SUNBURY — Recognizing your risk factors for high blood pressure may save your life.
May is National Hypertension Month. Valley medical professionals share some tips on how to manage what could be “a silent killer.”
“We call hypertension the silent killer because many people with high blood pressure don’t know they have it. People may ‘feel fine’ though damage can be occurring throughout the body,” said Sonia Reich, a nurse practitioner at Family Medicine of Evangelical-Milton.
Long-term dangers include heart attack and stroke as well as damage to the kidneys, vision loss and heart failure, Reich said.
“When the blood pressure is too high for too long, cholesterol can begin to deposit in the walls of arteries and decrease the efficiency of the circulatory system. Most adults should be screened at least twice a year. Know your numbers,” Reich said.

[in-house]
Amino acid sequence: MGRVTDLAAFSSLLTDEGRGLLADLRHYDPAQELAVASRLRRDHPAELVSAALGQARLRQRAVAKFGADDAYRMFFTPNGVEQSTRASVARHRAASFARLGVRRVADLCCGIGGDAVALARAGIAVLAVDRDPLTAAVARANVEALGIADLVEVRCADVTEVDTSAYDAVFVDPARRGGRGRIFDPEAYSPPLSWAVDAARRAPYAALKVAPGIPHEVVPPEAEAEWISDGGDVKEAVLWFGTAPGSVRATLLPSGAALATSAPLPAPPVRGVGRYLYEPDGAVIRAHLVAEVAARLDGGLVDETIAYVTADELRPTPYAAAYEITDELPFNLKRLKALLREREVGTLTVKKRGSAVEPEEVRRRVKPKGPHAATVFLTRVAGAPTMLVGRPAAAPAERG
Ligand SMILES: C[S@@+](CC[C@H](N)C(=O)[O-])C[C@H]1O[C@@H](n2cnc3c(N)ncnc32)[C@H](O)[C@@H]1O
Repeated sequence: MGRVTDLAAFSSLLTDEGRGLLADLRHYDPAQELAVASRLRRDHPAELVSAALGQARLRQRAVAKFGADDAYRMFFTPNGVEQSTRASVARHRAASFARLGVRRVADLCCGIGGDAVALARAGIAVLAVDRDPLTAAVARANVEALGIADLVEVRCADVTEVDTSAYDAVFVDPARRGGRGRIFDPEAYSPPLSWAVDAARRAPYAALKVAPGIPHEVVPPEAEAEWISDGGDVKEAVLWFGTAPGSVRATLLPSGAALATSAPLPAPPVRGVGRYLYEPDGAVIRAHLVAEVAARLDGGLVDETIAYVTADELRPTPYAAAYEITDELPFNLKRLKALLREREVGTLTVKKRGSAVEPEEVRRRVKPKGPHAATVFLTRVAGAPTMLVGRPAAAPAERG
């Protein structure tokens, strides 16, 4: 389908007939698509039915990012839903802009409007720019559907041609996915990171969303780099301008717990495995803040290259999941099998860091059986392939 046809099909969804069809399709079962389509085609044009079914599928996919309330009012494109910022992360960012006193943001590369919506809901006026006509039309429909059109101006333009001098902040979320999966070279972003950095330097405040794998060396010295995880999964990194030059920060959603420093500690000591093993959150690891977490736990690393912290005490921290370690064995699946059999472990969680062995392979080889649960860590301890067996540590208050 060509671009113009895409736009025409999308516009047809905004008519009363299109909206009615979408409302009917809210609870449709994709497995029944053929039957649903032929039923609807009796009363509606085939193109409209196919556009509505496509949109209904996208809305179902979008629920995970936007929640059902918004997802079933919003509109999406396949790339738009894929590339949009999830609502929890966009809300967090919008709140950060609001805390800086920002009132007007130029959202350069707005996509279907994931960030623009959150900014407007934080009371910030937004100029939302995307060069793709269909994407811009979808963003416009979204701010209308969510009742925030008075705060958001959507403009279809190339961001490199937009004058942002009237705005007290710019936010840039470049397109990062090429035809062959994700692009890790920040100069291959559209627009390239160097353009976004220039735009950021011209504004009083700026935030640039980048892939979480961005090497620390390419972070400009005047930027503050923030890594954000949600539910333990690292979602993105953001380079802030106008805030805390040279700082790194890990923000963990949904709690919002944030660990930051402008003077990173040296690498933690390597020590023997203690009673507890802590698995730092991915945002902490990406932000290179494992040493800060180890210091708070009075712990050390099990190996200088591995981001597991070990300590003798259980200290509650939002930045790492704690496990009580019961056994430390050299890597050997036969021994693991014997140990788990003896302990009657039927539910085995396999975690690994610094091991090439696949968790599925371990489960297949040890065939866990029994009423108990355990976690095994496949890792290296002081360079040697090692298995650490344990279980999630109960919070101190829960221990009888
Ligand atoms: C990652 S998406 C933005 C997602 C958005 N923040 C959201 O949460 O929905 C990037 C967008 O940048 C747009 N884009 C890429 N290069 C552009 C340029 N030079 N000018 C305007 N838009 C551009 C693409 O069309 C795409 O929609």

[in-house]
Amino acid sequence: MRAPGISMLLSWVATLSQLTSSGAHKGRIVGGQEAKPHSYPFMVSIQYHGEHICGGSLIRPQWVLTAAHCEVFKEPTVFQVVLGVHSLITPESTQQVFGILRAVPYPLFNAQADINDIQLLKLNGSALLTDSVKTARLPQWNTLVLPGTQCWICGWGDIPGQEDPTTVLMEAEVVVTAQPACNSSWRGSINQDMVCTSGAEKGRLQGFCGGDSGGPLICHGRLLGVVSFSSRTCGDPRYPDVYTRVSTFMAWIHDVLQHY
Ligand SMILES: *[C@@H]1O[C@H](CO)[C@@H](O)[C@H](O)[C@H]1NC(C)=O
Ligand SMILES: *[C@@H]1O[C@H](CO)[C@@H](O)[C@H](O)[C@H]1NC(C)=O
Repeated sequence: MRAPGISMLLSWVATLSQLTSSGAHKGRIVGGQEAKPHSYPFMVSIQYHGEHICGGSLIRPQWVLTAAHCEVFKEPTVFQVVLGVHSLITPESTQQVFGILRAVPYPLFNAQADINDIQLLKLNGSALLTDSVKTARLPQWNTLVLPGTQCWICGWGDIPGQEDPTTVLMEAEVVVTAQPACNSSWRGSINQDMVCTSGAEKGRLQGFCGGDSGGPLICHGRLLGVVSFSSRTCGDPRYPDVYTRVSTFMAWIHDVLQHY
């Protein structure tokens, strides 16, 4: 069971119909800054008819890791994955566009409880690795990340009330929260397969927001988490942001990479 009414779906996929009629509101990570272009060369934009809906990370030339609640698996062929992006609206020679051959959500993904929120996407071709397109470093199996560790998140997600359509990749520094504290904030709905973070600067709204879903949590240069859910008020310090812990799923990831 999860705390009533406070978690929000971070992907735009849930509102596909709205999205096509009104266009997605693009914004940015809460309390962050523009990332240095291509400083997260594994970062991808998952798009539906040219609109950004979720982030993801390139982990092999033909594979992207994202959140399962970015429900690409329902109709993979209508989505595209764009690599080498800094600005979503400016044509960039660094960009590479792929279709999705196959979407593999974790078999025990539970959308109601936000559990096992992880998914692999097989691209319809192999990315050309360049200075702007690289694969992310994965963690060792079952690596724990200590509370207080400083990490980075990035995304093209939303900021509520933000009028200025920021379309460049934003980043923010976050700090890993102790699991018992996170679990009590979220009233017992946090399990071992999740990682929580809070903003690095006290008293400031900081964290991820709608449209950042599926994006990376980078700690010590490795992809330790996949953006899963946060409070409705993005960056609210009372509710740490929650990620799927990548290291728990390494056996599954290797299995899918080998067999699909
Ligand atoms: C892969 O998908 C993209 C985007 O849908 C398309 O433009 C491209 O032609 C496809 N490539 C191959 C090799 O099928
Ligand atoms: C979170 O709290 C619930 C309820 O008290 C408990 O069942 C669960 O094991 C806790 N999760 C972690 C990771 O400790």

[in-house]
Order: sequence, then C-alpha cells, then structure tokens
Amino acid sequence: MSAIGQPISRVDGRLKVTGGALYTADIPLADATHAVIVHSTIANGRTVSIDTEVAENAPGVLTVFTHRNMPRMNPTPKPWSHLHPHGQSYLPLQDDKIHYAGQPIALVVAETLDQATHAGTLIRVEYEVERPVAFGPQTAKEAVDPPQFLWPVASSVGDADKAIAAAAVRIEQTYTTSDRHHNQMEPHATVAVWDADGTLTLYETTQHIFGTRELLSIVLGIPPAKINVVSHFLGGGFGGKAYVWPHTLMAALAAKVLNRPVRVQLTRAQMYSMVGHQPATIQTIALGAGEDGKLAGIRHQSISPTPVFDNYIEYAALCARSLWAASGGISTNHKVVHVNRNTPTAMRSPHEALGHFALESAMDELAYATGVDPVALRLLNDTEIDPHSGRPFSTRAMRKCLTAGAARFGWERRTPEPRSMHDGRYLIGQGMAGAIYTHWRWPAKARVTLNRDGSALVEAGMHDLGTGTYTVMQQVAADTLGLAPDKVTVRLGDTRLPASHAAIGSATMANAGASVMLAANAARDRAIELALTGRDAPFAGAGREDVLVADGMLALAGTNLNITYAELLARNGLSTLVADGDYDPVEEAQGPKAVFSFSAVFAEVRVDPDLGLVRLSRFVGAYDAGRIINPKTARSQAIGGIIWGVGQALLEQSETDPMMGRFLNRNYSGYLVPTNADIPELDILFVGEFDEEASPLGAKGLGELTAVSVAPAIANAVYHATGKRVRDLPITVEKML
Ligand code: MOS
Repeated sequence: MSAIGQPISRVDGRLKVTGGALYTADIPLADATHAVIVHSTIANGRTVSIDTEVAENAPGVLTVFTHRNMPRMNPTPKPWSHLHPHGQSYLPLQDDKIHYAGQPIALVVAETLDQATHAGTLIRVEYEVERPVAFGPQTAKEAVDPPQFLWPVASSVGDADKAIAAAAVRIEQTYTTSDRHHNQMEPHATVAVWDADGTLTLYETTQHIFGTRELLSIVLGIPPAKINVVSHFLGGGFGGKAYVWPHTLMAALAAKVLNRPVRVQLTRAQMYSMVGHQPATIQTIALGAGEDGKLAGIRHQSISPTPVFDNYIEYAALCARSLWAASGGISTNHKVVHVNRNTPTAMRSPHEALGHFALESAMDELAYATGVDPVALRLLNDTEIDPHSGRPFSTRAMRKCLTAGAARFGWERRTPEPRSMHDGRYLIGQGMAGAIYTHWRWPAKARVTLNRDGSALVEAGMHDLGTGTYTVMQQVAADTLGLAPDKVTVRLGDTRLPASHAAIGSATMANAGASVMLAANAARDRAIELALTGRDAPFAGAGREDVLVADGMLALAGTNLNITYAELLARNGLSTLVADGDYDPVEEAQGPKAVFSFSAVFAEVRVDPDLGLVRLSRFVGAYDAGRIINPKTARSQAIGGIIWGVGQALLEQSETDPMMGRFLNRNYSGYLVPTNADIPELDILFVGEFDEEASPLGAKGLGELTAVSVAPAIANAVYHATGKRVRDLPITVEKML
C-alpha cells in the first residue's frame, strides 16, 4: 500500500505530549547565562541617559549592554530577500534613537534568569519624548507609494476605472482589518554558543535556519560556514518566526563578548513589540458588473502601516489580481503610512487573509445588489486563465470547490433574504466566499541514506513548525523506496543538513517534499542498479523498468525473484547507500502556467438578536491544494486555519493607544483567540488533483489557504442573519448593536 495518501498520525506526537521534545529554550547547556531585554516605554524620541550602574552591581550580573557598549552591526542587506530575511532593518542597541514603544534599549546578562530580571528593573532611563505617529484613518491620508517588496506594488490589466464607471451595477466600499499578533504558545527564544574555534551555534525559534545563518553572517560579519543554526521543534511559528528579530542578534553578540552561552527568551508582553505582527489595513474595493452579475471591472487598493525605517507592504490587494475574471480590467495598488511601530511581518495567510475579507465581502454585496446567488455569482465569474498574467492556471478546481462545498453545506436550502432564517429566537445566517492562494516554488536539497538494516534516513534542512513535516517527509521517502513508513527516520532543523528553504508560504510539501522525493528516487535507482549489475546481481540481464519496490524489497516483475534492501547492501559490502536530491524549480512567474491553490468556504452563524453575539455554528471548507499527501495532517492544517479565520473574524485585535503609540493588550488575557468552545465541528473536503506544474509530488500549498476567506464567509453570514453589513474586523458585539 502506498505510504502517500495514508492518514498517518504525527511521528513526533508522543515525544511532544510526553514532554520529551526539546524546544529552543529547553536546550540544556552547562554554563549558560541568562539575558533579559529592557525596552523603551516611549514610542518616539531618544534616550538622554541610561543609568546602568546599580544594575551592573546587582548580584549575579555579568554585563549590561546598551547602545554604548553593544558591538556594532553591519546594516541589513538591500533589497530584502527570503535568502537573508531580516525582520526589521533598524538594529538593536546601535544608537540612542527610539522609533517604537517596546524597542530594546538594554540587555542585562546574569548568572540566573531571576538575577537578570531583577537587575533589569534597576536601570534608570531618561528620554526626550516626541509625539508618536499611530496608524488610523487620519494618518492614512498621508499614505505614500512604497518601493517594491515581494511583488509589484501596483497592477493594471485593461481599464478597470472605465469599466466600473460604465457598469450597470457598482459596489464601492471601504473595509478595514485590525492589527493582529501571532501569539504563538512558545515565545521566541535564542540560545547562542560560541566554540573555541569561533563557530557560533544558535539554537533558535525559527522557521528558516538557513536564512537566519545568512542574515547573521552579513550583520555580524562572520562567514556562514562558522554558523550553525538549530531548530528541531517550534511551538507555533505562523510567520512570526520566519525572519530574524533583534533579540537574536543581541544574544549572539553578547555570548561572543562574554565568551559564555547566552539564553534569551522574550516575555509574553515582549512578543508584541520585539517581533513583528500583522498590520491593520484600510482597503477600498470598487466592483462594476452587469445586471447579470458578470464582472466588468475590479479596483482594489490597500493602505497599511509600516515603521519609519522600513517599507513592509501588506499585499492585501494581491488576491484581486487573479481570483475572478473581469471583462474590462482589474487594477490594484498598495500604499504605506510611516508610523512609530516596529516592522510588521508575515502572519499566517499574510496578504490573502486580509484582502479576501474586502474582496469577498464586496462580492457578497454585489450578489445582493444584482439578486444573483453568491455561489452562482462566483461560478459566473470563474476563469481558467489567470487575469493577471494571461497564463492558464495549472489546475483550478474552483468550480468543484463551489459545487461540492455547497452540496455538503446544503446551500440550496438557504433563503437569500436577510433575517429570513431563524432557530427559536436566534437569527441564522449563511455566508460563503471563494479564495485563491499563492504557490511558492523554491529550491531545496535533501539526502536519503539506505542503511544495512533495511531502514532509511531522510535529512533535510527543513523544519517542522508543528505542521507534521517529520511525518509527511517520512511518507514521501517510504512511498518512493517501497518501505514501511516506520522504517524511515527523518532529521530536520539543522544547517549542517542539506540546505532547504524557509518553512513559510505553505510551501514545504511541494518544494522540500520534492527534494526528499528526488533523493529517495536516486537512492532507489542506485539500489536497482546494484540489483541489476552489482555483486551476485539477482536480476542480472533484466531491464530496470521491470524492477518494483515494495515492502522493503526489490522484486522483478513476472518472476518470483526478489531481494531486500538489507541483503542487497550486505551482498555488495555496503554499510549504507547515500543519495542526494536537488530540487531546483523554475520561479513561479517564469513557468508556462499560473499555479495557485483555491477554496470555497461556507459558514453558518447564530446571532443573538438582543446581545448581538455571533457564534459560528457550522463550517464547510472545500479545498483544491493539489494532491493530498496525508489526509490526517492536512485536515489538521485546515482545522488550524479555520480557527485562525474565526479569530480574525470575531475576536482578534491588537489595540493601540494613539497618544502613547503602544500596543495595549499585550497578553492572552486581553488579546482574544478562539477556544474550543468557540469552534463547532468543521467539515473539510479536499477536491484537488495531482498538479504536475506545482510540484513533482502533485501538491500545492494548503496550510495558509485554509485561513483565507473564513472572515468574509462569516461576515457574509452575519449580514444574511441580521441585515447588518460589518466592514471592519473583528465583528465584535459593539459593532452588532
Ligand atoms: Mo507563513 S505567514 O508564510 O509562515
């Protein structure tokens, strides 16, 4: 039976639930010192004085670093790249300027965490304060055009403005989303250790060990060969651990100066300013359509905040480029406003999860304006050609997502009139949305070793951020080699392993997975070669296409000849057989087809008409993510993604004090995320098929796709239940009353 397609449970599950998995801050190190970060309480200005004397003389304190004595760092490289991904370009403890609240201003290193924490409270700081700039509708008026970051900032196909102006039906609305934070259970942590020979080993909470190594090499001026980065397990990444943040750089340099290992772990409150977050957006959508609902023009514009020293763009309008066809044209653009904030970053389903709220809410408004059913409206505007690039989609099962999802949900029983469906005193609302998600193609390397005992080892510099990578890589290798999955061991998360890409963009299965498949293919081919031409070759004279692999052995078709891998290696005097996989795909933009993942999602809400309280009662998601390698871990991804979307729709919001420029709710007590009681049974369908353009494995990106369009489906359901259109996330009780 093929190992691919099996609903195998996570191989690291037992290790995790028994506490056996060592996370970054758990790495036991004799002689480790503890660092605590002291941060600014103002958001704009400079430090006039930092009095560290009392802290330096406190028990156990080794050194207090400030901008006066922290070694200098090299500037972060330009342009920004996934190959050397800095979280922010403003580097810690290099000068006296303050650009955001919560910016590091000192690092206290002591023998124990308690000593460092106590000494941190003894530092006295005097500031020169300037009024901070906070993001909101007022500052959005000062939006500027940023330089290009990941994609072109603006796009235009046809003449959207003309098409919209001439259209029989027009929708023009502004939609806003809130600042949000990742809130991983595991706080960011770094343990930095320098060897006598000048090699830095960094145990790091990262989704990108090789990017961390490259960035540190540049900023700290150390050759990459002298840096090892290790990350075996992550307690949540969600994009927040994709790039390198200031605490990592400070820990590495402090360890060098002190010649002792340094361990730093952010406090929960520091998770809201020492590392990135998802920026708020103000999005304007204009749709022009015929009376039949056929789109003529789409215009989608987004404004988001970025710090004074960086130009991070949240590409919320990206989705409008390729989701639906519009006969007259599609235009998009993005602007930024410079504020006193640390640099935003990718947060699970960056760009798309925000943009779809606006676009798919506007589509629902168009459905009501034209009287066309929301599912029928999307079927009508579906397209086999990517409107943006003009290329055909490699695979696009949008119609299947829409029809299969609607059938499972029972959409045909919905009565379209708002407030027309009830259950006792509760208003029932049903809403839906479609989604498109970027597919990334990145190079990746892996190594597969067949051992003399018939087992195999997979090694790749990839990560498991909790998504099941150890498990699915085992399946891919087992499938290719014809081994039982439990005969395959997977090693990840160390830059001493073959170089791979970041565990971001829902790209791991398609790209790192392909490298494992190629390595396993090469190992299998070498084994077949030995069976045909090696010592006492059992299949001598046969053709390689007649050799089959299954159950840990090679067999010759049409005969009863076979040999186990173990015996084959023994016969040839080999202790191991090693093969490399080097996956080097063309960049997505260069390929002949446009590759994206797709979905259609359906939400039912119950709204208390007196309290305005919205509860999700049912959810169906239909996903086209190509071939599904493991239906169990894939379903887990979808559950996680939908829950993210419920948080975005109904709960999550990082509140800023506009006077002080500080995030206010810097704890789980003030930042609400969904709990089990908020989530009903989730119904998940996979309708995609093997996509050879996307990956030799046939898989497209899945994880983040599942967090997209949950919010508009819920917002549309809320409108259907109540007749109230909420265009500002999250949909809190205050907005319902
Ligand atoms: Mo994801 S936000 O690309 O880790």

Darcie Desiderio, a nurse practitioner at UPMC Heart and Vascular Institute broke down those numbers.
A normal blood pressure in adults should be 120/80. The top number, or systolic, measures the heart’s force against the arteries when it beats. The bottom number, or diastolic pressure, measures that pressure between beats.
Stage One High Blood Pressure is in the range of 130-139 systolic and 80-89 diastolic. Stage Two High Blood Pressure is any systolic number over 140 with a diastolic number 90 or above.
Desiderio said a patient in the stage one category needs to consider diet modification, including limiting high sodium foods. The patient may need to introduce more physical activity and weight loss. She said this patient would be referred to cardiology and tested for such concerns as heart failure, endocrine disorders and sleep apnea.